Black History Month focuses on the struggles and contributions of African Americans over the history of the United States. It is appropriate to highlight African American leaders who have a connection to Farmingdale State College.
FSC is rightly proud of its place in recognizing diplomat and civil rights leader Ralph Bunche and a Long Island’s civil rights icon, Delores Quintyne. Both have places named for them here on our campus, and their lives and careers should be a lasting part of our institutional memory. Perhaps less well known to the campus community is that FSC presented an honorary degree to Katherine Johnson, an accomplished mathematician who calculated the path of many of NASA’s space flights, including its first human spaceflight in 1961.
Ralph Bunche – In 1950, Dr. Bunche became the first African American to be awarded the Nobel Peace Prize for his crucial part in gaining agreement on the 1949 Armistice Agreement for the Middle East. Bunche had a remarkably wide impact on America and the world. He became an honored diplomat and was part of the U.S. delegation that in 1946 helped launch the United Nations. In 1946, he was selected as under-secretary-general for the U.N. while contributing to the civil rights movement and African American scholarship. In 1934, he was the first African American to earn a doctorate in Political Science and then became a Howard University faculty member helping create its Political Science department.
In 1973, Farmingdale State College first dedicated the space now known as Ralph Bunche Plaza in his honor. The site was rededicated in 2013 with the addition of the fountain. In 2016-17 flags representing the home countries of FSC’s international student population were incorporated into Ralph Bunche Plaza to recognize the national origin of Farmingdale graduates. The flags serve to highlight Bunche’s place as an ambassador to the world, celebrate our diversity, and bring added color and visual appeal to the inner campus.
Delores Quintyne– A community activist and labor and civil rights pioneer in the Town of Babylon and across Long Island, Ms. Quintyne has been a trailblazer for civil liberties and equal housing opportunity. She co-founded the Suffolk County Congress of Racial Equity and served as chairperson of the organization. Her achievements include calling attention to, and ultimately improving, the deplorable living conditions of migrant workers at Long Island duck farms. Delores Quintyne was instrumental in locating a new Babylon Town Hall annex in North Amityville as part of a 40-year effort to revitalize the neighborhood. The annex, which houses the Town’s Department of Human Services, is named for her late husband, Irwin.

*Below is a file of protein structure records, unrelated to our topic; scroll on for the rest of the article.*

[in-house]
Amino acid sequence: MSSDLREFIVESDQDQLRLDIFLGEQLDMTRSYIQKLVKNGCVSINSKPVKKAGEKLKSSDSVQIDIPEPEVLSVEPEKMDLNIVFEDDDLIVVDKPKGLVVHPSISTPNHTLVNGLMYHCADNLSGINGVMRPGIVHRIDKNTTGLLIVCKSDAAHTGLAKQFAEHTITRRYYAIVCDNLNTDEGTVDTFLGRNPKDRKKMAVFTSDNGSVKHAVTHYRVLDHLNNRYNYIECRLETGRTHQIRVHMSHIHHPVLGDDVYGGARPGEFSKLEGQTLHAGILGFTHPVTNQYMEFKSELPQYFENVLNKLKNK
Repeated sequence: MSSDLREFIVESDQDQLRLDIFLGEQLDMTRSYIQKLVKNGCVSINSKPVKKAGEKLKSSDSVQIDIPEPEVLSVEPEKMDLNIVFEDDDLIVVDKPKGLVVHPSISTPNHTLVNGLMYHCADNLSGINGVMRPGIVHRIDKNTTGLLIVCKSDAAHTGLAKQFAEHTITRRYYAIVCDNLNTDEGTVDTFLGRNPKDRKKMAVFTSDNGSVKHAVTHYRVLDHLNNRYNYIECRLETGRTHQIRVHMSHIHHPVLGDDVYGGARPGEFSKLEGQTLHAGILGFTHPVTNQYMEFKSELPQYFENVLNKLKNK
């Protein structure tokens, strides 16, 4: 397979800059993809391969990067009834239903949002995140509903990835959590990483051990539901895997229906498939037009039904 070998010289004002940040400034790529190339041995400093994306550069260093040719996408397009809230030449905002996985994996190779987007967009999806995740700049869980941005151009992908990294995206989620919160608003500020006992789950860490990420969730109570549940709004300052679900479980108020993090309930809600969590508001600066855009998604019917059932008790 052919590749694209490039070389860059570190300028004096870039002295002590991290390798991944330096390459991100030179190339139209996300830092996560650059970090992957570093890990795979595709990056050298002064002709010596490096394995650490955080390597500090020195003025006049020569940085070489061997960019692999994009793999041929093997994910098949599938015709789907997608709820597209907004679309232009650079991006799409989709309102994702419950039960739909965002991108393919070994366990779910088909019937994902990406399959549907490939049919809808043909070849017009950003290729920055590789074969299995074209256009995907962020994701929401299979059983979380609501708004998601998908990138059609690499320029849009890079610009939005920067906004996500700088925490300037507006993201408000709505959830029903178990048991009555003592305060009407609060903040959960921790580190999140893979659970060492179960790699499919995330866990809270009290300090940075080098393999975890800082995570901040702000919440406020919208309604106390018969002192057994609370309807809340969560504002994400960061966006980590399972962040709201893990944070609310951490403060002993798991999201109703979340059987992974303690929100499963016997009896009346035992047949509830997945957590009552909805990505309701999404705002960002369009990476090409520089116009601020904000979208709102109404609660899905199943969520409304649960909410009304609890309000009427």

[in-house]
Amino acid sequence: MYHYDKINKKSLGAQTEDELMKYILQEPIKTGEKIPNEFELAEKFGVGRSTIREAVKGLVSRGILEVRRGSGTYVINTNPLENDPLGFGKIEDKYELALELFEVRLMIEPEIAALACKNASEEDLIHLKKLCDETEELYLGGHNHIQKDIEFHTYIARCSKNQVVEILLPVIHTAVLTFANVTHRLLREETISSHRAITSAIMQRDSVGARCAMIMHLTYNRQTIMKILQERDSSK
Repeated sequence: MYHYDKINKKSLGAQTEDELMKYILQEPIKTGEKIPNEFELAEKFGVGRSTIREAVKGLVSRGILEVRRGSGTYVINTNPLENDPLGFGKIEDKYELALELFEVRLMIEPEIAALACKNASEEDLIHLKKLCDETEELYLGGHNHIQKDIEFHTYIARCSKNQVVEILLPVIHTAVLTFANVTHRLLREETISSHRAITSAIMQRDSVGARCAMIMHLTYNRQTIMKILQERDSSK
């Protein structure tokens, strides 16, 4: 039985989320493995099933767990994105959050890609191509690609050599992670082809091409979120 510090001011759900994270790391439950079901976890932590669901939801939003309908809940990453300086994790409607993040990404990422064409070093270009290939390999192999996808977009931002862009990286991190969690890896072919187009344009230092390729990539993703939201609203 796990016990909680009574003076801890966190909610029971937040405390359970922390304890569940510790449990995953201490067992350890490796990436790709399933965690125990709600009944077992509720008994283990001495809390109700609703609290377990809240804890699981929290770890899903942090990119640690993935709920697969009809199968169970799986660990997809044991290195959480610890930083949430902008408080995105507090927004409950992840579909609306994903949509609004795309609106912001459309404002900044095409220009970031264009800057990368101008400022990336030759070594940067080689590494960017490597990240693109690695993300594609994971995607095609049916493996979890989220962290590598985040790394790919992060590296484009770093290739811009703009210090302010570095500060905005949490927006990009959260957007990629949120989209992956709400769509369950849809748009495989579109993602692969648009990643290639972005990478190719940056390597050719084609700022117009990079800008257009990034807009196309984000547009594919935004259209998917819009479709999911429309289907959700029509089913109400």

The many honors and awards bestowed on Delores Quintyne include the Town of Babylon Trailblazer for Civil Rights Award, the Harriet Tubman Humanitarian Achievement Award, the Women of Distinction Award from New York State Assemblywoman Kimberly Jean-Pierre, and the Suffolk County Shero Award given by the National Coalition of 100 Black Women, Long Island Chapter.
In June 2021, Conklin Hall — a center for student activities — became Delores Y. Quintyne Hall at a campus ceremony.
Katherine Johnson – Dr. Johnson began working at the National Advisory Committee for Aeronautics, a forerunner of NASA, with other African American women in 1953. The women, known as the West Computers, analyzed data and performed computations vital to the space program. Dr. Johnson also confirmed the computations needed for the first flight to orbit the Earth as well as the calculations required to time the rocket launch of the first mission to the Moon and the lunar landing. Her work and that of the West Area Computing team are the subjects of the film Hidden Figures.
Dr. Johnson graduated from college at 18 and was one of the first three African Americans enrolled in a University of West Virginia graduate program. She was the first woman in NASA’s flight research area to receive credit for a published research report. Katherine Johnson received the Presidential Medal of Freedom in 2015, and NASA’s Computational Research facility is named in her honor.
Dr. Johnson had received plenty of awards and accolades, but until FSC’s graduation ceremony on May 21, 1998, no one had ever honored her with a doctorate. The citation presented by the State University of New York at Farmingdale read as follows:
You have lifted our hearts and minds to the stars. Your genius in mathematics and physics helped obliterate physical barriers and greatly contributed to placing the first American astronaut in space. You confronted the obstacles imposed by the forces of Nature and helped launch our country into the space frontier. For your contribution as a pioneer in aerospace technology and your continuing pursuit of excellence in education, the State University of New York at Farmingdale proudly confers on you, Katherine Johnson, the prestigious Doctor of Laws degree, ‘honoris causa’.
John Nader President
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